Metabolite-based clustering and visualization of mass spectrometry data using one-dimensional self-organizing maps
1 Department of Bioinformatics, Institute of Microbiology and Genetics, University of Göttingen, Göttingen, Germany
2 Department of Developmental Biochemistry, Institute for Biochemistry and Molecular Cell Biology, University of Göttingen, Göttingen, Germany
3 Department for Plant Biochemistry, Albrecht-von-Haller-Institute for Plant Sciences, University of Göttingen, Göttingen, Germany
4 Molecular Phytopathology and Mycotoxin Research Unit, University of Göttingen, Göttingen, Germany
Algorithms for Molecular Biology 2008, 3:9 doi:10.1186/1748-7188-3-9Published: 26 June 2008
One of the goals of global metabolomic analysis is to identify metabolic markers that are hidden within a large background of data originating from high-throughput analytical measurements. Metabolite-based clustering is an unsupervised approach for marker identification based on grouping similar concentration profiles of putative metabolites. A major problem of this approach is that in general there is no prior information about an adequate number of clusters.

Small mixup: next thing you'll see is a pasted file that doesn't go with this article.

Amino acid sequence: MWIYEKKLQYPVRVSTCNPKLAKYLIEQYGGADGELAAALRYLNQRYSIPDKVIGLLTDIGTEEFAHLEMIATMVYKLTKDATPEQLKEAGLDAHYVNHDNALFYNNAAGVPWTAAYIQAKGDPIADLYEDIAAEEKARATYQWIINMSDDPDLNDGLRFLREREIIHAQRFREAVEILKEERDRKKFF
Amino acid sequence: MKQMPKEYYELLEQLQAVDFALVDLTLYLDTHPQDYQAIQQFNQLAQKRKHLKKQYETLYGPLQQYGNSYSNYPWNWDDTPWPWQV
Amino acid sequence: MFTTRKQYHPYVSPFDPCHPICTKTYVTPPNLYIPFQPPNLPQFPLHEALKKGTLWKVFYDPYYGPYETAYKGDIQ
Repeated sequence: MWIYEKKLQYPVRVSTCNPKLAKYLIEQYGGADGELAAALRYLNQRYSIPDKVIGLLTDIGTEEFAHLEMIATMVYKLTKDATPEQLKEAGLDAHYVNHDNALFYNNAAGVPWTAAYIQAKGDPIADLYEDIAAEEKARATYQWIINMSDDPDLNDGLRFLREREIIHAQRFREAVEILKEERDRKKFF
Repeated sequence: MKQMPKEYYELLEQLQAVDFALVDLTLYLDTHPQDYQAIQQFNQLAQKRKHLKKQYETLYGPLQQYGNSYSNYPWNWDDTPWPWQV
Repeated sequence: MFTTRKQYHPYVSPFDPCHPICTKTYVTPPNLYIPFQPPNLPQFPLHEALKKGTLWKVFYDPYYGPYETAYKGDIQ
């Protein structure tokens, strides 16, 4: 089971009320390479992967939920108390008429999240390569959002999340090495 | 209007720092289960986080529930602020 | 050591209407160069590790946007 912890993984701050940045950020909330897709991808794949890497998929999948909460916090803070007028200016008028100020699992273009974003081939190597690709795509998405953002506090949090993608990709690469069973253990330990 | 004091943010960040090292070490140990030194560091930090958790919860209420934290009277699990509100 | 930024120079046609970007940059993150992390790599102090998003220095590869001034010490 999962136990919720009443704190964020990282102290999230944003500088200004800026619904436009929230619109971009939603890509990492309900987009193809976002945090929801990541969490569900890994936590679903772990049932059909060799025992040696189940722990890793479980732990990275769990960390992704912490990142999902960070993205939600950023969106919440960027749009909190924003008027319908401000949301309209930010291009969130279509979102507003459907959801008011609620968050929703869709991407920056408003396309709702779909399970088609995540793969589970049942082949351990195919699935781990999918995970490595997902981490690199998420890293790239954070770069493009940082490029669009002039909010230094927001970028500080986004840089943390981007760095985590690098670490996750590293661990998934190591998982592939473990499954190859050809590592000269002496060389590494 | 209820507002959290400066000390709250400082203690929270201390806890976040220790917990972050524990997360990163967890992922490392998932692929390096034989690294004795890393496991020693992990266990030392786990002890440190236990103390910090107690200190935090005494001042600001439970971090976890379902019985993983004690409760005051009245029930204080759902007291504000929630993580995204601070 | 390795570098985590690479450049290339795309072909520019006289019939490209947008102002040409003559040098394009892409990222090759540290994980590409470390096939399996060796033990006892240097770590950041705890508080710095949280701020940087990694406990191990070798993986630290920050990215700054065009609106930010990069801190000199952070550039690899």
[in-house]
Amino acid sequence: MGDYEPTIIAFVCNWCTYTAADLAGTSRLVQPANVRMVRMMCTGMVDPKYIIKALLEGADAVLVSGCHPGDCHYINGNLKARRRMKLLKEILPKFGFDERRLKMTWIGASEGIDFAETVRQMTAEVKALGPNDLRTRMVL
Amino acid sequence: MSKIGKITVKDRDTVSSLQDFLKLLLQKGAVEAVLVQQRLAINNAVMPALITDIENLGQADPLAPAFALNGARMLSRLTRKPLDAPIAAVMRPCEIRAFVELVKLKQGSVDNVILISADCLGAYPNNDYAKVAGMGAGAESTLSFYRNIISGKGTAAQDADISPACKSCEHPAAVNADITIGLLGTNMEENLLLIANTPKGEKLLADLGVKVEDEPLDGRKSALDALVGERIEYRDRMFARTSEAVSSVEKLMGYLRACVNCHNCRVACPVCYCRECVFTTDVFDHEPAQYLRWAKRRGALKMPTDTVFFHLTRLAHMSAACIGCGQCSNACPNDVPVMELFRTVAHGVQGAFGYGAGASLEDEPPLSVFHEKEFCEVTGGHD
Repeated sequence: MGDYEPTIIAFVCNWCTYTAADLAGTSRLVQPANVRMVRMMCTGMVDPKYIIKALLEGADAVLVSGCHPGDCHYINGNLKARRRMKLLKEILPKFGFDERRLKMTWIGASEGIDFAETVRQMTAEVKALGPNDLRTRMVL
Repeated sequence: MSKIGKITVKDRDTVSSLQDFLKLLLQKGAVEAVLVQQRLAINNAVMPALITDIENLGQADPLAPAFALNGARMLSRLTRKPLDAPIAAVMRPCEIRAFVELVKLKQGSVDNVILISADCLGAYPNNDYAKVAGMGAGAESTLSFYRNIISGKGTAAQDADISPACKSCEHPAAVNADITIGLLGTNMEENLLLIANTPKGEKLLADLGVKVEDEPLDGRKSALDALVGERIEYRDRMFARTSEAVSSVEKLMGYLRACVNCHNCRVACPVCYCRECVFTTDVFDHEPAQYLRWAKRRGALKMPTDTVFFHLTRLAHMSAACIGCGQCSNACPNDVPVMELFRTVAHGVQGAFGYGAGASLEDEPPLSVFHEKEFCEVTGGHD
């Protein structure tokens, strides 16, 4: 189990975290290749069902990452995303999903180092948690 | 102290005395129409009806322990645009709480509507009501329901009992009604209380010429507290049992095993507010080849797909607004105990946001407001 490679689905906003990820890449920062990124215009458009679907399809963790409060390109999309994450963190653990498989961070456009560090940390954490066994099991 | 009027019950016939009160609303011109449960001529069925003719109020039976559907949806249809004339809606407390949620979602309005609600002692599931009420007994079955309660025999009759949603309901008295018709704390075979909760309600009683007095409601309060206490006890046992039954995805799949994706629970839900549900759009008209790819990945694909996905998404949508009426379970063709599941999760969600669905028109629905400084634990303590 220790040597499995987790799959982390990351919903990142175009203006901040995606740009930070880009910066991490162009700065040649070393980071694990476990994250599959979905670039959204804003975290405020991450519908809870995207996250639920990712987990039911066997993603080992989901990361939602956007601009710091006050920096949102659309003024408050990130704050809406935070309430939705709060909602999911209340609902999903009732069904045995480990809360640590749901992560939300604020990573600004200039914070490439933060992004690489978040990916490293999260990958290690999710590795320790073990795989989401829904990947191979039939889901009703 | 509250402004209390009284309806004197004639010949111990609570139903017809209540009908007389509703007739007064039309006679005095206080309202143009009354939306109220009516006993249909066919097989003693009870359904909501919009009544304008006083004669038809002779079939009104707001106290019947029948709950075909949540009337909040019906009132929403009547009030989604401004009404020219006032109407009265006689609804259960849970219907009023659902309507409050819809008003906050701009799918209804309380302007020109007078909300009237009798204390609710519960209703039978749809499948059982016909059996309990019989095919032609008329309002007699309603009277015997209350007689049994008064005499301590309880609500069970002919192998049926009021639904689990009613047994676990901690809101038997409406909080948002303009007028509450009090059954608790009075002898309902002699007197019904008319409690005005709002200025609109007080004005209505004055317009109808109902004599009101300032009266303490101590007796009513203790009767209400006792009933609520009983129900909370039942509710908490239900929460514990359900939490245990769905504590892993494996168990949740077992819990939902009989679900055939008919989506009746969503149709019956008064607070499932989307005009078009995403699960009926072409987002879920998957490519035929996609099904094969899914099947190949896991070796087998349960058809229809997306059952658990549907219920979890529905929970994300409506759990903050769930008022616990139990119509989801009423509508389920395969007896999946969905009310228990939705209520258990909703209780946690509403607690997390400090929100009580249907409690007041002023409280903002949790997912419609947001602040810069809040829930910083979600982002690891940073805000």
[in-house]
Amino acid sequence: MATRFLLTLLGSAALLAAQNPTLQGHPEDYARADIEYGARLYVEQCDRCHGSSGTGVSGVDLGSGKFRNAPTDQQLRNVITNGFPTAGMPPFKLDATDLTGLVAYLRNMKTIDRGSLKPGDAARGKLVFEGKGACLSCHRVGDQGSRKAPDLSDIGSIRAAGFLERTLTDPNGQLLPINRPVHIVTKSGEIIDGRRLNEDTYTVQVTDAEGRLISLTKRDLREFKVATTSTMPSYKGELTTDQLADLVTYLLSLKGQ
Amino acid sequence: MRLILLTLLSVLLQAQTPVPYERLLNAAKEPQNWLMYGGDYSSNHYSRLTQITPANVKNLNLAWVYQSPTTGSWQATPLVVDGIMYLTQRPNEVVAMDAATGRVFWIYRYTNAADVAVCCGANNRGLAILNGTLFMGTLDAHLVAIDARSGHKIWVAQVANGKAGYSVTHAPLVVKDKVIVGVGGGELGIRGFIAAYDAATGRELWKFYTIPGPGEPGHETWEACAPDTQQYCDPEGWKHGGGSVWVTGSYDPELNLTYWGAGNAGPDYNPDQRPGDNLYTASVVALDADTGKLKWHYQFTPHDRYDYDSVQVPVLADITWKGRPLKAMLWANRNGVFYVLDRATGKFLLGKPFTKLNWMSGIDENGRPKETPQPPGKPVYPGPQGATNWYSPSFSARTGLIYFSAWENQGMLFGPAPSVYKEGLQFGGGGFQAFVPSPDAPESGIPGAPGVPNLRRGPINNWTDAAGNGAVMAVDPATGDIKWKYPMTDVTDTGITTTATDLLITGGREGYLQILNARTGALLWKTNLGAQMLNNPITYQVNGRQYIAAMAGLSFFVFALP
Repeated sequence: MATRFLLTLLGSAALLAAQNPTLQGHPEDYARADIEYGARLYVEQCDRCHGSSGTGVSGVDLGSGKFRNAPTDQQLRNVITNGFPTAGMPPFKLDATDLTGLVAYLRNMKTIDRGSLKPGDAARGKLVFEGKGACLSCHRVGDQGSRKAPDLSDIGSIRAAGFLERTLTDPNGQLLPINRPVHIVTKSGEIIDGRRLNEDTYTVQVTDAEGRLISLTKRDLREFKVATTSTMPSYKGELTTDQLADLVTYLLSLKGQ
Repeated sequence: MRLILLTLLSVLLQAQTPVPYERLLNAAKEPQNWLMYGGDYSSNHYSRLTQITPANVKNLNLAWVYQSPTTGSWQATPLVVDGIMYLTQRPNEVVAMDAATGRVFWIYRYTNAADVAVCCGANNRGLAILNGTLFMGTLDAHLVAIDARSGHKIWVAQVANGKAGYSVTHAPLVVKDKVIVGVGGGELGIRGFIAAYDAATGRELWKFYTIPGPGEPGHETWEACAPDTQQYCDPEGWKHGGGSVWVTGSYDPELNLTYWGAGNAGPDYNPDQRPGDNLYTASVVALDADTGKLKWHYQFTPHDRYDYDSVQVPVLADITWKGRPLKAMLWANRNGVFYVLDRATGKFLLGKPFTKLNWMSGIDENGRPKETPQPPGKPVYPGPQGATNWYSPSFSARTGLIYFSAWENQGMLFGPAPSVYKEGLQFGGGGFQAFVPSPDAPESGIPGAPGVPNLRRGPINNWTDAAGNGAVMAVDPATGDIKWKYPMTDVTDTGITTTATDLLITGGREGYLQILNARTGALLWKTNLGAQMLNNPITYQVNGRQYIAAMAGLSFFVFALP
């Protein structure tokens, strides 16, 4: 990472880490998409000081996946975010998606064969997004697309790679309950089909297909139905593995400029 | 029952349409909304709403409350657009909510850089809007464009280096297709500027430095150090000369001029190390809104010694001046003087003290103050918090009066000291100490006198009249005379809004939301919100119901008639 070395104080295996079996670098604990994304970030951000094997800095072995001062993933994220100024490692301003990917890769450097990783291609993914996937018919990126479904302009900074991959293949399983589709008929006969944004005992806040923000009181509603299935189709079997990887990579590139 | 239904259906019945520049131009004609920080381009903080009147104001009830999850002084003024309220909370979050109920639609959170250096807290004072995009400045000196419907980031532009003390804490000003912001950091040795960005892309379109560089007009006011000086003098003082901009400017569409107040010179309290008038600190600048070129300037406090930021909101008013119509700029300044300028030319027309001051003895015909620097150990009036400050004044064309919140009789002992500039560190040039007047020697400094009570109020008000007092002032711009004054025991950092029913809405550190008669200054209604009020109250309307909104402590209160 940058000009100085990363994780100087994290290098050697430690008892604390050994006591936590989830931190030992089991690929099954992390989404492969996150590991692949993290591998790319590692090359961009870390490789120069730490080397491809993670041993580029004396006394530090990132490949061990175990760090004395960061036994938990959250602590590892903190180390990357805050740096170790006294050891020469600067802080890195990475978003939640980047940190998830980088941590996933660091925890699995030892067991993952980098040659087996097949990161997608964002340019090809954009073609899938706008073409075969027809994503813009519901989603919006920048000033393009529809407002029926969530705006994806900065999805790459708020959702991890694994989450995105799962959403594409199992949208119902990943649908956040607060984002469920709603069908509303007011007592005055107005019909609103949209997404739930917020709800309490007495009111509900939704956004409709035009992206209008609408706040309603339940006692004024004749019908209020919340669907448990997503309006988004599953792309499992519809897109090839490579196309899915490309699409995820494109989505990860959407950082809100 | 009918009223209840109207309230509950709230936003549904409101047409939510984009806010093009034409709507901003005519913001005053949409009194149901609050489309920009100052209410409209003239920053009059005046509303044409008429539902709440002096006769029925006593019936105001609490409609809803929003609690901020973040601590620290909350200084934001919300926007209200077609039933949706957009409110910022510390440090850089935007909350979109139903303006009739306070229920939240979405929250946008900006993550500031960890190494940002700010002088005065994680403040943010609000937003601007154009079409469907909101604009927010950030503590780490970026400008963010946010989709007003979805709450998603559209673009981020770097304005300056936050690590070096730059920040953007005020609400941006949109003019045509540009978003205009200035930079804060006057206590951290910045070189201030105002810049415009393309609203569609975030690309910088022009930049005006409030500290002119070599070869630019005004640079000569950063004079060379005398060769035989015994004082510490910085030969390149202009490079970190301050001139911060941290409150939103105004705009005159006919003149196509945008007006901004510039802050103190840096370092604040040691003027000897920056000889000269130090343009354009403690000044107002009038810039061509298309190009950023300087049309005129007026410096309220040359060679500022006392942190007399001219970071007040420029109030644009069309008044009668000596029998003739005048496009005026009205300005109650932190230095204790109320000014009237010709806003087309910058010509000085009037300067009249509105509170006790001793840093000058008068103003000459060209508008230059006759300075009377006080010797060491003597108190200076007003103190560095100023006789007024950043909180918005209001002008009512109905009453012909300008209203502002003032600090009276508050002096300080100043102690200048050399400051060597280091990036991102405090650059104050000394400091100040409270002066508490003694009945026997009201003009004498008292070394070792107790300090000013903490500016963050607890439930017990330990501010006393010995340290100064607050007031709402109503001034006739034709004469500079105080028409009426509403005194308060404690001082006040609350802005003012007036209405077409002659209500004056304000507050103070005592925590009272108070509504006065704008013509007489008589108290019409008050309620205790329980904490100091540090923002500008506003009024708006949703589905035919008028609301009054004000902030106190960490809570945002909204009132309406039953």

We present an approach for data mining on metabolite intensity profiles as obtained from mass spectrometry measurements. We propose one-dimensional self-organizing maps for metabolite-based clustering and visualization of marker candidates. In a case study on the wound response of Arabidopsis thaliana, based on metabolite profile intensities from eight different experimental conditions, we show how the clustering and visualization capabilities can be used to identify relevant groups of markers.
Our specialized realization of self-organizing maps is well-suitable to gain insight into complex pattern variation in a large set of metabolite profiles. In comparison to other methods our visualization approach facilitates the identification of interesting groups of metabolites by means of a convenient overview on relevant intensity patterns. In particular, the visualization effectively supports researchers in analyzing many putative clusters when the true number of biologically meaningful groups is unknown.